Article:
• I agree with everything you said, except "the attack will never come to fruition, and black will get a good game after striking with c5." Getting black to play c5 is helpful for white's attack, because dxc5 opens up the diagonal for white's bishop--or maybe this is mostly true of the Colle-Zukertot. – GoalBased Mar 1 '16 at 14:07
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It looks like a reasonable system to me as the structure, and the ideas behind the moves look fairly easy to understand.

As for being aggressive, it's the type of aggression that slowly builds up with an aim towards the kingside, successfully doing this might be the hard part of this system. If you don't follow through and restrict Black in some way, there is the danger that Black could get ahead of White in activity, especially on the queenside.

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Having read The Colle Move by Move by Cyrus Lakdawala, Zuke 'Em-The Colle Zukertort Revolutionized & The Moment of Zuke by David I. Rudel, Killer Chess Opening Repertoire by Aaron Summerscale, Starting out: d-pawn attacks by Richard Palliser, Starting out: The Colle by Richard Palliser, played countless blitz and OTB games vs strong players 1800+, I can categorically say that the Colle is far from a one trick pony bud.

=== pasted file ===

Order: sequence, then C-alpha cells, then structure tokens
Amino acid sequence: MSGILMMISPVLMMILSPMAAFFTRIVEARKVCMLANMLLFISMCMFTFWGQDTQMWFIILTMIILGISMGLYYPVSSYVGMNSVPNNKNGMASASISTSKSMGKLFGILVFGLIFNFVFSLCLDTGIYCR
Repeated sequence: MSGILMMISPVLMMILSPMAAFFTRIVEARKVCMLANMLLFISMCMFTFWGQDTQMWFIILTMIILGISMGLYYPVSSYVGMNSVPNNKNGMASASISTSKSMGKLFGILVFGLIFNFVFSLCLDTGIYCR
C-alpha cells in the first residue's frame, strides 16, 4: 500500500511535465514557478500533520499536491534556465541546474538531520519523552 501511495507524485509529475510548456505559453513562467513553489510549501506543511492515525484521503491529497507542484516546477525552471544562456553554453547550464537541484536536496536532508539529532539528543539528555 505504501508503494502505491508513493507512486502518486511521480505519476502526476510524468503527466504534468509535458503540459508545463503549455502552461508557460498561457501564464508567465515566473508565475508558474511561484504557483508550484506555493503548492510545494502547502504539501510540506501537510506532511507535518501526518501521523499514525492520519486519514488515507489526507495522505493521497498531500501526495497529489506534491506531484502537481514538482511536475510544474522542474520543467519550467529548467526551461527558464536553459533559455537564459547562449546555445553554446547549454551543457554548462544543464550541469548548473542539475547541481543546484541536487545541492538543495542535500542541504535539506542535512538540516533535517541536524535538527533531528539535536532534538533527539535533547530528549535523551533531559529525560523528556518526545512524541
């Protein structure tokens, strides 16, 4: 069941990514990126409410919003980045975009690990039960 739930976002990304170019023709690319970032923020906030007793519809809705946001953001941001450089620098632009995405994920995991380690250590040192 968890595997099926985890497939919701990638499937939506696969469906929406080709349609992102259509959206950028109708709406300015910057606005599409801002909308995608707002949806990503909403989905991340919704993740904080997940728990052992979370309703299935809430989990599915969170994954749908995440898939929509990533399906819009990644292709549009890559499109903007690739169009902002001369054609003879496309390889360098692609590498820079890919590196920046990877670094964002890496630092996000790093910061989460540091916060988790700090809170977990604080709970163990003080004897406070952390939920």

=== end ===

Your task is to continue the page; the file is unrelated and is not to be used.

The Zuke is not designed to open up the centre, as I have said. Sometimes it happens when the Queen is on c7 and a rook on c1, but the idea is to fix the centre with Ne5 and then attack on the kingside. That is the basic plan of the "mainline". However, in meeting moves like Bf5/Bg4, Nc6, g6, b6, you will encounter quite mainline Slav, Chigorin and Queens Indian Defences.

I think the stereotype people have towards the Colle is based on the simple old main lines of the Colle-Koltanowski variation, which is pretty much a different beast despite starting the move e3 and the Ne5 plan.

In the write up to the excellent book Colle Move by Move by Cyrus Lakdawala, the promo blurb says,

White typically builds on solid foundations before unleashing an attack on the enemy king. This straightforward plan makes it particularly popular at club level, but the Colle is played successfully by Grandmasters too. Lakdawala covers both the main lines and the more aggressive Colle-Zukertort Attack.

I wouldn't suggest that the Colle Zuke or K are the greatest thing since sliced bread but they are perfectly sound, lead to some interesting attacking positions and are benefited practically by the stereotypes expressed on here. I recently played a 1900+ Fide-rated player and they explained that since I would be looking to open the centre with e4 they played c x d when the fact is, it is almost never played in the Zuke! Just goes to show!